Analysts Question Bush's Fuel Economy Proposal
February 4, 2007
Part of the agenda of President Bush is to reform fuel economy standards for cars. In this regard, he earlier announced his proposal to require automakers to meet new fuel efficiency standards. Bush, in his State of the Union address, proposed that the automakers improve the efficiency of the vehicles by 4 per cent annually starting in 2009 for passenger cars and 2011 for light trucks. The administration also intends to cut gas consumption by 20 per cent by 2017.
The proposal is mainly to promote the production of green cars and it is undoubtedly helpful. However, not all are convinced by the proposal. Aside from Detroit’s Big 3, other analysts in the industry also expressed their dissent. In addition, environmentalists articulated their uncertainty about Congress enacting a law to alleviate corporate average fuel economy standards.
Some automakers were disappointed because the proposed $500 million budget over 5 years to speed research into advanced batteries was not contained in President Bush's State of the Union address. Fuel efficiency can only be had if there is an adequate study behind it. The study does not simply include auto parts’ compatibility like EBC rotors; it entails every detail down to the minutest ones. Automakers also complained about the proposed 4 per cent increase in fuel efficiency. Said requirement is twice the increase that the president has implemented last March, when the administration reformed and increased corporate average fuel economy rules for light trucks, which includes sport utility vehicles.
The first proposal regarding fuel efficiency was issued in December. Bush acknowledged that his proposal is similar to the earlier proposal. "Their plan and my plan are very -- have got commonalities, and we're going to work together to get Congress to enact a comprehensive plan. I believe there's an appetite in the halls of Congress to become less dependent on oil," Bush said. The 4 per cent increase was also proposed by U.S. Sen. Barack Obama of Illinois. Obama is still firm with his stand to mandate annual increase.
It can be recalled that General Motors Corp. has earlier asked Congress to significantly increase federal support for the development of advanced powertrain technologies and the promotion of alternative fuels. The call is also anchored on the need to improve vehicles efficiency. The automaker added that the industry needs billions of dollars to make the vision a reality. Moreover, it needs considerable aid from the government and such is expected to come in the form of cash.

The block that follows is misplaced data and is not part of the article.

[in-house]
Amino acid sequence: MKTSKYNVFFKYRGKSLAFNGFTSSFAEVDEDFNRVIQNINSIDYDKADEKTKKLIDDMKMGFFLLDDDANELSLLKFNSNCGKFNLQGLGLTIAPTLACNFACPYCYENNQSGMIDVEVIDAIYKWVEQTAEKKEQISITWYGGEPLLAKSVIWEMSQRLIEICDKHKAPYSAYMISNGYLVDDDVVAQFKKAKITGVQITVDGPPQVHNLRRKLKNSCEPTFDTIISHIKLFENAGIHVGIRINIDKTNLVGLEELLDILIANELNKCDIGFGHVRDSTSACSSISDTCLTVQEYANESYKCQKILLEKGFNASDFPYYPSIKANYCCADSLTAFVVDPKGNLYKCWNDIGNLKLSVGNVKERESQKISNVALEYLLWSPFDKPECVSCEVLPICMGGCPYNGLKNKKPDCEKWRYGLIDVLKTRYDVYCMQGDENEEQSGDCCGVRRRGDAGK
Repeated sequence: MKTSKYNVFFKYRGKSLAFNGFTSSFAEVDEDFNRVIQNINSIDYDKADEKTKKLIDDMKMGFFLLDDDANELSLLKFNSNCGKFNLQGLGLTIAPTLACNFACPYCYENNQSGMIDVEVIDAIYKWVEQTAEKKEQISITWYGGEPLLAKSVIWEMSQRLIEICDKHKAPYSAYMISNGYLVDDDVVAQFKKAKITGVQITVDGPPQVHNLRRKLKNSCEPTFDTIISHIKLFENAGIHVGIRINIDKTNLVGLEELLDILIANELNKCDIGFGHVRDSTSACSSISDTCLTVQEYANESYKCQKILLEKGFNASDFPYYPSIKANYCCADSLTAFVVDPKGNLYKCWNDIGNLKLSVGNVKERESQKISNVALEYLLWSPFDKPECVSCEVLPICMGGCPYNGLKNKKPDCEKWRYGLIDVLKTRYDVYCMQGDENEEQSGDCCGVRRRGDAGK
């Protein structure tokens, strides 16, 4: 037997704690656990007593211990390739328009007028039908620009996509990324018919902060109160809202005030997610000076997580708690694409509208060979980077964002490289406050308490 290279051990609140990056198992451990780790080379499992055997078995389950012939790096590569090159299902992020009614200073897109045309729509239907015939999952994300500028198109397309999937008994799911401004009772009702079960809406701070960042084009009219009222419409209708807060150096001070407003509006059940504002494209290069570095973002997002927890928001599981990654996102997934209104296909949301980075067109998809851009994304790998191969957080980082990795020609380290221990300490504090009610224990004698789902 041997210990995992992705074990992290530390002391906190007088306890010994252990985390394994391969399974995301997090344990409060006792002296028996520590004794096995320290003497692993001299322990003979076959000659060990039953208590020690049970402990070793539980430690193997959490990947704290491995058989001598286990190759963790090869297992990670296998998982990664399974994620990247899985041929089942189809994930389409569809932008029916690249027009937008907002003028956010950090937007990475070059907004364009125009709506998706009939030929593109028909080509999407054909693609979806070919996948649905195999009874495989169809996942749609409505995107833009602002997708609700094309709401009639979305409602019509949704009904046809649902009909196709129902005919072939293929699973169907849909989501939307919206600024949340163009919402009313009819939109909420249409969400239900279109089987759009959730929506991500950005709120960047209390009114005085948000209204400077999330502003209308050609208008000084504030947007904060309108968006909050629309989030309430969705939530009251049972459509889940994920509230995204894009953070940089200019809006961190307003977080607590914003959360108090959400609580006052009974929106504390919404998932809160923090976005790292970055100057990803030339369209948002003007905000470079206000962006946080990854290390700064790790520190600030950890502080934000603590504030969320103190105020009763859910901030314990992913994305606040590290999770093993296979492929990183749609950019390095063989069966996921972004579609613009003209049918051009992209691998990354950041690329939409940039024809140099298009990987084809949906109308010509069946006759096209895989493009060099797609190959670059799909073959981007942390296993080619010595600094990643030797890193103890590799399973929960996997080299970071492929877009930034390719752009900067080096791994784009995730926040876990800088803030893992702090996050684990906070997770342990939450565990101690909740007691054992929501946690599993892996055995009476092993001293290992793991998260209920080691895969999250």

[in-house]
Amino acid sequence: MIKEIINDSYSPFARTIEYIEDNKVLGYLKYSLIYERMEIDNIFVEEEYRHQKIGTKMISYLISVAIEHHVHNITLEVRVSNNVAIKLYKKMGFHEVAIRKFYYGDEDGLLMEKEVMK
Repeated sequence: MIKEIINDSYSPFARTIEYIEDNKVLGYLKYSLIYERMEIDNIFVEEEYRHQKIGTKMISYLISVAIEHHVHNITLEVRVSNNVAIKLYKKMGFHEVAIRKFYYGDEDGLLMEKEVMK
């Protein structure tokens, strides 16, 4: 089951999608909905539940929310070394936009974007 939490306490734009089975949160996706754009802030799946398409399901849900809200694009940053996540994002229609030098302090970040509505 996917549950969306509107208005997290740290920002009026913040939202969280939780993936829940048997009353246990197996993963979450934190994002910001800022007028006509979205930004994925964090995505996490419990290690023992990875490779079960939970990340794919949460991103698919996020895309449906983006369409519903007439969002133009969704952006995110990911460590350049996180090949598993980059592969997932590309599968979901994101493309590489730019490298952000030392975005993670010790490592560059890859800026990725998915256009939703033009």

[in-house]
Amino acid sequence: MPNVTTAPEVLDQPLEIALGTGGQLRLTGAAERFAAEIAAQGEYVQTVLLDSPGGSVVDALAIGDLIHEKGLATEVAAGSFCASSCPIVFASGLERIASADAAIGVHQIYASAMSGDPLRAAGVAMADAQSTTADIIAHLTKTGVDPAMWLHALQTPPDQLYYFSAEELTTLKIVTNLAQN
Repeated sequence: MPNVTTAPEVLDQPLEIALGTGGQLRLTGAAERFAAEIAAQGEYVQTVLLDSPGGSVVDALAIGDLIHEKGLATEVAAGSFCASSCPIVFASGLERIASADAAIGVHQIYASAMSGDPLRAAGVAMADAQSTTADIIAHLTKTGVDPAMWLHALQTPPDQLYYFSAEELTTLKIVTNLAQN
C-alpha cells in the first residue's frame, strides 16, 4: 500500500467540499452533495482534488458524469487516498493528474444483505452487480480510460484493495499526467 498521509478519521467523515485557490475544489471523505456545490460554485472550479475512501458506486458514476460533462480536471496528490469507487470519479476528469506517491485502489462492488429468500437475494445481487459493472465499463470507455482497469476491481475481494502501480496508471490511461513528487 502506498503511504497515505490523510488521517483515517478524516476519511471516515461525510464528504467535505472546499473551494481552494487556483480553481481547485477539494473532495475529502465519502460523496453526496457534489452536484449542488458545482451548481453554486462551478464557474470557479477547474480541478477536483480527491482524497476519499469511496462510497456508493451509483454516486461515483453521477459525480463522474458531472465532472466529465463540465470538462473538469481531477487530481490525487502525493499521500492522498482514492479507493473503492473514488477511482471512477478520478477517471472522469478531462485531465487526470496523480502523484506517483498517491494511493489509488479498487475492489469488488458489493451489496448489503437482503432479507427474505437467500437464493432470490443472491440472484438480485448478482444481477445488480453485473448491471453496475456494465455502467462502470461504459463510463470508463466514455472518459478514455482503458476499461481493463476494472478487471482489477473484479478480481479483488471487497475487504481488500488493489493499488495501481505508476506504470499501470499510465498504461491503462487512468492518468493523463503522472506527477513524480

The so-called CAFE standards for passenger cars that require cars to run at 27.5 miles per gallon have remained unchanged for about 2 decades now. It should also be noted that Bush’s administration recently revamped the rules for light trucks that resulted to sliding mileage scale based on a vehicle’s size. Bush wanted to assign a similar measure to passenger cars.
Bush added, “The secretary of transportation would ultimately decide on fuel economy standards, but to meet the new goal fuel economy standards for cars and light trucks would have to be raised by an estimated 4 percent annually, beginning for passenger cars with the 2010 model year and for light trucks with the 2012 model year.”
“Bush’s ambitious targets for improving mileage is welcome,” said John DeCicco, a senior fellow for automotive strategies at Environmental Defense, a not-for-profit group that focuses on environmental problems. “We certainly praise him elevating the discussion about this issue. Our view is that, on the face of it, this target is a very good first step, but further action will be necessary from the White House and Congress, and they’ll have to work together to make this work. It’s not clear how vigorously both sides will pursue that goal.”
DeCicco added that without legislation to limit the use of fuels like gasoline with high carbon content. He is skeptical the Bush plan will be implemented. “Twenty years ago, similar legislation under President George H.W. Bush called for a 10 percent reduction in U.S. oil dependency by 2000 and a 30 percent reduction by 2010. Those levels were not met,” DeCicco said. “There have been lots of alternative fuel promises and promotions over the years, and in its totality all this activity has not made a measurable dent in U.S. oil consumption. So while the proposal put forward in the president’s speech was good, having piecemeal targets without an overall policy is failing the country and has been for 20 years. If these policies don’t result in a binding law, then they’ll remain rhetoric.”
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